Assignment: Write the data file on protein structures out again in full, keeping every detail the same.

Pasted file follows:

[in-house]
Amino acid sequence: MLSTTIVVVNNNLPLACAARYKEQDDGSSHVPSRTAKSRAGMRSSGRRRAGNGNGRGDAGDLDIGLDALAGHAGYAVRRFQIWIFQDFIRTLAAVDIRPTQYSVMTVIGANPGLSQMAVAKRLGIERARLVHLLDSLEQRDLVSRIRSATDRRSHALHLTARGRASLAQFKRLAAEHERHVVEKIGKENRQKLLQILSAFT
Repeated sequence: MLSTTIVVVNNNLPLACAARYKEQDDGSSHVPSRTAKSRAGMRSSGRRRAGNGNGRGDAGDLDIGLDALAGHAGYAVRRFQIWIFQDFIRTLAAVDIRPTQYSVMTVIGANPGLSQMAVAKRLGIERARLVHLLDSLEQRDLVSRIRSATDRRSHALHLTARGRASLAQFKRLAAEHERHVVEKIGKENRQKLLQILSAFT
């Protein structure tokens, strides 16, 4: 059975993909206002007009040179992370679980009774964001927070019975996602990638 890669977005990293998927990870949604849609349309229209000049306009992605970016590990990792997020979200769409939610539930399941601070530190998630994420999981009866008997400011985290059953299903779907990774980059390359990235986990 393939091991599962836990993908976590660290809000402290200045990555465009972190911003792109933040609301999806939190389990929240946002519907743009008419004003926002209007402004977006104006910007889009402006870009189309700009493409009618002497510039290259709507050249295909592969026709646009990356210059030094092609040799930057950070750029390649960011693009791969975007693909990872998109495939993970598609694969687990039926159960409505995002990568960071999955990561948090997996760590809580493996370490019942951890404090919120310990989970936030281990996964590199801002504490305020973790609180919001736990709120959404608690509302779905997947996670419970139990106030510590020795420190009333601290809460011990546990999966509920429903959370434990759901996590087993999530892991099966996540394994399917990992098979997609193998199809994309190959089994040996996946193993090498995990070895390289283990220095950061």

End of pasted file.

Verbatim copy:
[in-house]
Amino acid sequence: MLSTTIVVVNNNLPLACAARYKEQDDGSSHVPSRTAKSRAGMRSSGRRRAGNGNGRGDAGDLDIGLDALAGHAGYAVRRFQIWIFQDFIRTLAAVDIRPTQYSVMTVIGANPGLSQMAVAKRLGIERARLVHLLDSLEQRDLVSRIRSATDRRSHALHLTARGRASLAQFKRLAAEHERHVVEKIGKENRQKLLQILSAFT
Repeated sequence: MLSTTIVVVNNNLPLACAARYKEQDDGSSHVPSRTAKSRAGMRSSGRRRAGNGNGRGDAGDLDIGLDALAGHAGYAVRRFQIWIFQDFIRTLAAVDIRPTQYSVMTVIGANPGLSQMAVAKRLGIERARLVHLLDSLEQRDLVSRIRSATDRRSHALHLTARGRASLAQFKRLAAEHERHVVEKIGKENRQKLLQILSAFT
């Protein structure tokens, strides 16, 4: 059975993909206002007009040179992370679980009774964001927070019975996602990638 890669977005990293998927990870949604849609349309229209000049306009992605970016590990990792997020979200769409939610539930399941601070530190998630994420999981009866008997400011985290059953299903779907990774980059390359990235986990 393939091991599962836990993908976590660290809000402290200045990555465009972190911003792109933040609301999806939190389990929240946002519907743009008419004003926002209007402004977006104006910007889009402006870009189309700009493409009618002497510039290259709507050249295909592969026709646009990356210059030094092609040799930057950070750029390649960011693009791969975007693909990872998109495939993970598609694969687990039926159960409505995002990568960071999955990561948090997996760590809580493996370490019942951890404090919120310990989970936030281990996964590199801002504490305020973790609180919001736990709120959404608690509302779905997947996670419970139990106030510590020795420190009333601290809460011990546990999966509920429903959370434990759901996590087993999530892991099966996540394994399917990992098979997609193998199809994309190959089994040996996946193993090498995990070895390289283990220095950061």